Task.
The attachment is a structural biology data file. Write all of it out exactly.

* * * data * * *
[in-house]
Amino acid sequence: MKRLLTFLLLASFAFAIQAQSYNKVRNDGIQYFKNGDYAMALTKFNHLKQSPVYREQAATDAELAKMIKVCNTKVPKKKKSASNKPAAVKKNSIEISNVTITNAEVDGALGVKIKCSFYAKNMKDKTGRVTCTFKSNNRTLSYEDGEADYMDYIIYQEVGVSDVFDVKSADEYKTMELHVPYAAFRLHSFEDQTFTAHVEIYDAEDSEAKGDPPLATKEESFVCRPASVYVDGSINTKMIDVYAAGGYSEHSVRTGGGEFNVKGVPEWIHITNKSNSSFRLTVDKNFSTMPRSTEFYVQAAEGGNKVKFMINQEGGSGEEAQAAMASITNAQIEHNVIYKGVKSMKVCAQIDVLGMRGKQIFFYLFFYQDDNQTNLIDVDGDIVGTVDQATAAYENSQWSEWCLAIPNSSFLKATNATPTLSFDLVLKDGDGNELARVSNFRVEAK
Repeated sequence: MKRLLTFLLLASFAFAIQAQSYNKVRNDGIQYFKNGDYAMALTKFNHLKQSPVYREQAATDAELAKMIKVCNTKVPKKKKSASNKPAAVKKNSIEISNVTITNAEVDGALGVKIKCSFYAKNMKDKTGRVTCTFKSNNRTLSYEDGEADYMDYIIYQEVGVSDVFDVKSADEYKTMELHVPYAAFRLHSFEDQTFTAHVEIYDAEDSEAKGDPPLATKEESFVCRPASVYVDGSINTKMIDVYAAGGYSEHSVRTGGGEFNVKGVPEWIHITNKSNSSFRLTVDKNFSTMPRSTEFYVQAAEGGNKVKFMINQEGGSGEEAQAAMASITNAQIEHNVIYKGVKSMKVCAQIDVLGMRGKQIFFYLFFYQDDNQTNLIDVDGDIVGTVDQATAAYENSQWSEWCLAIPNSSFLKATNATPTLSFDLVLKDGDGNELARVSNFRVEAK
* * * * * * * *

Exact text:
[in-house]
Amino acid sequence: MKRLLTFLLLASFAFAIQAQSYNKVRNDGIQYFKNGDYAMALTKFNHLKQSPVYREQAATDAELAKMIKVCNTKVPKKKKSASNKPAAVKKNSIEISNVTITNAEVDGALGVKIKCSFYAKNMKDKTGRVTCTFKSNNRTLSYEDGEADYMDYIIYQEVGVSDVFDVKSADEYKTMELHVPYAAFRLHSFEDQTFTAHVEIYDAEDSEAKGDPPLATKEESFVCRPASVYVDGSINTKMIDVYAAGGYSEHSVRTGGGEFNVKGVPEWIHITNKSNSSFRLTVDKNFSTMPRSTEFYVQAAEGGNKVKFMINQEGGSGEEAQAAMASITNAQIEHNVIYKGVKSMKVCAQIDVLGMRGKQIFFYLFFYQDDNQTNLIDVDGDIVGTVDQATAAYENSQWSEWCLAIPNSSFLKATNATPTLSFDLVLKDGDGNELARVSNFRVEAK
Repeated sequence: MKRLLTFLLLASFAFAIQAQSYNKVRNDGIQYFKNGDYAMALTKFNHLKQSPVYREQAATDAELAKMIKVCNTKVPKKKKSASNKPAAVKKNSIEISNVTITNAEVDGALGVKIKCSFYAKNMKDKTGRVTCTFKSNNRTLSYEDGEADYMDYIIYQEVGVSDVFDVKSADEYKTMELHVPYAAFRLHSFEDQTFTAHVEIYDAEDSEAKGDPPLATKEESFVCRPASVYVDGSINTKMIDVYAAGGYSEHSVRTGGGEFNVKGVPEWIHITNKSNSSFRLTVDKNFSTMPRSTEFYVQAAEGGNKVKFMINQEGGSGEEAQAAMASITNAQIEHNVIYKGVKSMKVCAQIDVLGMRGKQIFFYLFFYQDDNQTNLIDVDGDIVGTVDQATAAYENSQWSEWCLAIPNSSFLKATNATPTLSFDLVLKDGDGNELARVSNFRVEAK